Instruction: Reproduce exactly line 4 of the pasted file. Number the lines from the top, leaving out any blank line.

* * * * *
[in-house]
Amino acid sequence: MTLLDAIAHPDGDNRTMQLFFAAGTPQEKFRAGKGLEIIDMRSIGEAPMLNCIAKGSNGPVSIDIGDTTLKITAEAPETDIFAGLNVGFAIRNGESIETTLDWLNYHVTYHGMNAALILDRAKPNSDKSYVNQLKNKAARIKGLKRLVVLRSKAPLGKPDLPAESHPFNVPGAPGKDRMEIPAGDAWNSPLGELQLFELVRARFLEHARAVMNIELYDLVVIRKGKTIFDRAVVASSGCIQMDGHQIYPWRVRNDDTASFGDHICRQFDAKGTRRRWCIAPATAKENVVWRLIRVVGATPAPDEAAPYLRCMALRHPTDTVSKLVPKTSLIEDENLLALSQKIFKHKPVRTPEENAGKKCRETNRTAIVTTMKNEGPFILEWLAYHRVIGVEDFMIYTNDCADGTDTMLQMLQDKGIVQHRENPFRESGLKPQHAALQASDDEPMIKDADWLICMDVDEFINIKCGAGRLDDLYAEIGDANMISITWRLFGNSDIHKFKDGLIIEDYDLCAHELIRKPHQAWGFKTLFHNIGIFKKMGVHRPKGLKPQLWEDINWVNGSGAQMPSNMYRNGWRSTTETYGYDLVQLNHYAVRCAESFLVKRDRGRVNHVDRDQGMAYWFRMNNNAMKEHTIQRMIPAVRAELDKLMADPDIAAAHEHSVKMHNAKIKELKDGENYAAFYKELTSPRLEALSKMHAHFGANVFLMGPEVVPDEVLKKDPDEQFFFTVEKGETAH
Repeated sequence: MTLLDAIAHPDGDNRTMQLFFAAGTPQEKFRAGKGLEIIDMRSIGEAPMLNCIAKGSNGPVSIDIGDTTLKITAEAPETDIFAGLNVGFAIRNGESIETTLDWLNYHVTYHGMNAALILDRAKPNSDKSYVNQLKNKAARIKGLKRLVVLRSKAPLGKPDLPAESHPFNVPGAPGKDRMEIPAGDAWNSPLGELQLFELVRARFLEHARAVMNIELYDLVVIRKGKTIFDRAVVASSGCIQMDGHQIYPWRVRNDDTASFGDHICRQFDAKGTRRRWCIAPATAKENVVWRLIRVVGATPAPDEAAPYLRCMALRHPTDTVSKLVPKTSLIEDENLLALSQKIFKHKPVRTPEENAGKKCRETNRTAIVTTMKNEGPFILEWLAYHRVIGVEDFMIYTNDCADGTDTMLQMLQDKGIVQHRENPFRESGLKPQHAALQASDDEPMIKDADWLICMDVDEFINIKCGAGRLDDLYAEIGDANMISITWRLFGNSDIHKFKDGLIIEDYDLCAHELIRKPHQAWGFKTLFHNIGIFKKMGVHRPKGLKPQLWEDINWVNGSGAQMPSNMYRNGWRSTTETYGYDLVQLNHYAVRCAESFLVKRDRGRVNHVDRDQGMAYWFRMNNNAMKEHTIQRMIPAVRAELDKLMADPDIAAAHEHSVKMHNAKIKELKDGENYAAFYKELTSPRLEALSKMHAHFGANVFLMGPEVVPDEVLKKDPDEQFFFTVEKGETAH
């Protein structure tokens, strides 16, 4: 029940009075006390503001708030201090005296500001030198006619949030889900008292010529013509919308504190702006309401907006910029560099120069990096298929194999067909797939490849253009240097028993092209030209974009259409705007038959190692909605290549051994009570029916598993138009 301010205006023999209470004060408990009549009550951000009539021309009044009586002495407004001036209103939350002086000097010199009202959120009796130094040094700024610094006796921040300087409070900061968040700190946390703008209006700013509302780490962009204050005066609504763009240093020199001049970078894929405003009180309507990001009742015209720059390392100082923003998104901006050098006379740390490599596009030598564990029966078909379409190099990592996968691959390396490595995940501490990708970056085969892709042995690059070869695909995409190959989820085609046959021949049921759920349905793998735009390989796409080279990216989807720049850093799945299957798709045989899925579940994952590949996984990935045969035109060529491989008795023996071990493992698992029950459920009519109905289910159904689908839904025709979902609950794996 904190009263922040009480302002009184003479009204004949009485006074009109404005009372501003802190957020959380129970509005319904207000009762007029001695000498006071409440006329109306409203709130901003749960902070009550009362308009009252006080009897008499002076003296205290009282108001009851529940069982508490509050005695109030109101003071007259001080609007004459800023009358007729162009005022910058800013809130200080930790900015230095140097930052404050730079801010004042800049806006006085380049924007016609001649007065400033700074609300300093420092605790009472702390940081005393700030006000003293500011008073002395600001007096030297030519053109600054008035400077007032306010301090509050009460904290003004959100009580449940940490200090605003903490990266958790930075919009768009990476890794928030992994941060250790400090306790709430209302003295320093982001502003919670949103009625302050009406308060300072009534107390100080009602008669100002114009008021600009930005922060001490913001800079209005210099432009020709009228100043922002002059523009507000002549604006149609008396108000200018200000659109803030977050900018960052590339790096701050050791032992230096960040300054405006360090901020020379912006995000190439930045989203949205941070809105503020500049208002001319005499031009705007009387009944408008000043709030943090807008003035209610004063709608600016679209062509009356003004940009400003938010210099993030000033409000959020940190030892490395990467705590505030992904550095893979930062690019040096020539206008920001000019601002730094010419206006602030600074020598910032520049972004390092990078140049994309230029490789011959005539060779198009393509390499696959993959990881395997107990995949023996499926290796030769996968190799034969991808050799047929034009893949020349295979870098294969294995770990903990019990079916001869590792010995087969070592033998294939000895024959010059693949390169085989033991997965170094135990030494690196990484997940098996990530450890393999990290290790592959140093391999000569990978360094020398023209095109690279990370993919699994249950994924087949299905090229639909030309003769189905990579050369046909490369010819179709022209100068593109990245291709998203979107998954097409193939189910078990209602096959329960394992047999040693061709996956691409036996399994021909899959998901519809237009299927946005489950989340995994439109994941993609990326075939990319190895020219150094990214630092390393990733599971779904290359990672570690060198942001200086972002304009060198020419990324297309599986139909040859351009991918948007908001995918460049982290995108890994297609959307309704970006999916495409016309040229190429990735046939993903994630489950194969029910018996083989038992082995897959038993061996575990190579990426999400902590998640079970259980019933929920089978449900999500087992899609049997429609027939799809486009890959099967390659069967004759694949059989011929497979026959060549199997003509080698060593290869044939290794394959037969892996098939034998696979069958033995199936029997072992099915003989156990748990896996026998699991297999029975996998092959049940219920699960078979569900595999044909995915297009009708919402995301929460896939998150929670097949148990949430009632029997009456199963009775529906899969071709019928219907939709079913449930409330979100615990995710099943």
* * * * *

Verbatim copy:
């Protein structure tokens, strides 16, 4: 029940009075006390503001708030201090005296500001030198006619949030889900008292010529013509919308504190702006309401907006910029560099120069990096298929194999067909797939490849253009240097028993092209030209974009259409705007038959190692909605290549051994009570029916598993138009 301010205006023999209470004060408990009549009550951000009539021309009044009586002495407004001036209103939350002086000097010199009202959120009796130094040094700024610094006796921040300087409070900061968040700190946390703008209006700013509302780490962009204050005066609504763009240093020199001049970078894929405003009180309507990001009742015209720059390392100082923003998104901006050098006379740390490599596009030598564990029966078909379409190099990592996968691959390396490595995940501490990708970056085969892709042995690059070869695909995409190959989820085609046959021949049921759920349905793998735009390989796409080279990216989807720049850093799945299957798709045989899925579940994952590949996984990935045969035109060529491989008795023996071990493992698992029950459920009519109905289910159904689908839904025709979902609950794996 904190009263922040009480302002009184003479009204004949009485006074009109404005009372501003802190957020959380129970509005319904207000009762007029001695000498006071409440006329109306409203709130901003749960902070009550009362308009009252006080009897008499002076003296205290009282108001009851529940069982508490509050005695109030109101003071007259001080609007004459800023009358007729162009005022910058800013809130200080930790900015230095140097930052404050730079801010004042800049806006006085380049924007016609001649007065400033700074609300300093420092605790009472702390940081005393700030006000003293500011008073002395600001007096030297030519053109600054008035400077007032306010301090509050009460904290003004959100009580449940940490200090605003903490990266958790930075919009768009990476890794928030992994941060250790400090306790709430209302003295320093982001502003919670949103009625302050009406308060300072009534107390100080009602008669100002114009008021600009930005922060001490913001800079209005210099432009020709009228100043922002002059523009507000002549604006149609008396108000200018200000659109803030977050900018960052590339790096701050050791032992230096960040300054405006360090901020020379912006995000190439930045989203949205941070809105503020500049208002001319005499031009705007009387009944408008000043709030943090807008003035209610004063709608600016679209062509009356003004940009400003938010210099993030000033409000959020940190030892490395990467705590505030992904550095893979930062690019040096020539206008920001000019601002730094010419206006602030600074020598910032520049972004390092990078140049994309230029490789011959005539060779198009393509390499696959993959990881395997107990995949023996499926290796030769996968190799034969991808050799047929034009893949020349295979870098294969294995770990903990019990079916001869590792010995087969070592033998294939000895024959010059693949390169085989033991997965170094135990030494690196990484997940098996990530450890393999990290290790592959140093391999000569990978360094020398023209095109690279990370993919699994249950994924087949299905090229639909030309003769189905990579050369046909490369010819179709022209100068593109990245291709998203979107998954097409193939189910078990209602096959329960394992047999040693061709996956691409036996399994021909899959998901519809237009299927946005489950989340995994439109994941993609990326075939990319190895020219150094990214630092390393990733599971779904290359990672570690060198942001200086972002304009060198020419990324297309599986139909040859351009991918948007908001995918460049982290995108890994297609959307309704970006999916495409016309040229190429990735046939993903994630489950194969029910018996083989038992082995897959038993061996575990190579990426999400902590998640079970259980019933929920089978449900999500087992899609049997429609027939799809486009890959099967390659069967004759694949059989011929497979026959060549199997003509080698060593290869044939290794394959037969892996098939034998696979069958033995199936029997072992099915003989156990748990896996026998699991297999029975996998092959049940219920699960078979569900595999044909995915297009009708919402995301929460896939998150929670097949148990949430009632029997009456199963009775529906899969071709019928219907939709079913449930409330979100615990995710099943």